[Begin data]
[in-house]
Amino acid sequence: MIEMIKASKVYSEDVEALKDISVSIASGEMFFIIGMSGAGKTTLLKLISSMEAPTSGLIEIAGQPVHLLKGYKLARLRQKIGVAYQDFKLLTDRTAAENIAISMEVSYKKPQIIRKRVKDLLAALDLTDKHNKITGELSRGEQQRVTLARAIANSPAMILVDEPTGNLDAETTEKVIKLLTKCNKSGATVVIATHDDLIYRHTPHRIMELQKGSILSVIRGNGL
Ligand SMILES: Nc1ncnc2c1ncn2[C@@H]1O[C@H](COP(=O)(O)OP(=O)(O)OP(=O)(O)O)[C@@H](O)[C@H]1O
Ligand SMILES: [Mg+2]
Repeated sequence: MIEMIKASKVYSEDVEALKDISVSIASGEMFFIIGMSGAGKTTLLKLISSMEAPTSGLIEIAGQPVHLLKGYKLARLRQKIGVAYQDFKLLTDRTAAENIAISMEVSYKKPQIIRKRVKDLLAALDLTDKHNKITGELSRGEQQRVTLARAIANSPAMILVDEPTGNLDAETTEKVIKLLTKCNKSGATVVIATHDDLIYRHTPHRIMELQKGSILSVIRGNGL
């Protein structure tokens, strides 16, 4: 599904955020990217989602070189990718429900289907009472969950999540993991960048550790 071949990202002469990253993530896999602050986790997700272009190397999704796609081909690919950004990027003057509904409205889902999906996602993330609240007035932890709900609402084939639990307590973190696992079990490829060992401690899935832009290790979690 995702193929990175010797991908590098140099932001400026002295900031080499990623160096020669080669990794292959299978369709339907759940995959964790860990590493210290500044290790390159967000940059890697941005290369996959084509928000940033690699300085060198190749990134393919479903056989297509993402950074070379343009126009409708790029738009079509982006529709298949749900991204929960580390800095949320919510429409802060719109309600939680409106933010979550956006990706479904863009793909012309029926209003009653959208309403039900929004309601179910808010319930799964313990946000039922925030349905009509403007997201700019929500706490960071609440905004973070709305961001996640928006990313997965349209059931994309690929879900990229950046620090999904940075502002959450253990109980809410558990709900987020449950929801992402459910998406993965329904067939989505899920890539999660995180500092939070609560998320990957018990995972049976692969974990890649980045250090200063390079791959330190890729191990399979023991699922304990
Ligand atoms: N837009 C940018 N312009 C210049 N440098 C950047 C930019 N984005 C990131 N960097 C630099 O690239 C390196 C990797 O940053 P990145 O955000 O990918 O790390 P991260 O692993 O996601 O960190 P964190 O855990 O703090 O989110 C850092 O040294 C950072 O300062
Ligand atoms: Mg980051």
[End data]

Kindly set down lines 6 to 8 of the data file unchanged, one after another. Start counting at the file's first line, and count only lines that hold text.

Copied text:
């Protein structure tokens, strides 16, 4: 599904955020990217989602070189990718429900289907009472969950999540993991960048550790 071949990202002469990253993530896999602050986790997700272009190397999704796609081909690919950004990027003057509904409205889902999906996602993330609240007035932890709900609402084939639990307590973190696992079990490829060992401690899935832009290790979690 995702193929990175010797991908590098140099932001400026002295900031080499990623160096020669080669990794292959299978369709339907759940995959964790860990590493210290500044290790390159967000940059890697941005290369996959084509928000940033690699300085060198190749990134393919479903056989297509993402950074070379343009126009409708790029738009079509982006529709298949749900991204929960580390800095949320919510429409802060719109309600939680409106933010979550956006990706479904863009793909012309029926209003009653959208309403039900929004309601179910808010319930799964313990946000039922925030349905009509403007997201700019929500706490960071609440905004973070709305961001996640928006990313997965349209059931994309690929879900990229950046620090999904940075502002959450253990109980809410558990709900987020449950929801992402459910998406993965329904067939989505899920890539999660995180500092939070609560998320990957018990995972049976692969974990890649980045250090200063390079791959330190890729191990399979023991699922304990
Ligand atoms: N837009 C940018 N312009 C210049 N440098 C950047 C930019 N984005 C990131 N960097 C630099 O690239 C390196 C990797 O940053 P990145 O955000 O990918 O790390 P991260 O692993 O996601 O960190 P964190 O855990 O703090 O989110 C850092 O040294 C950072 O300062
Ligand atoms: Mg980051």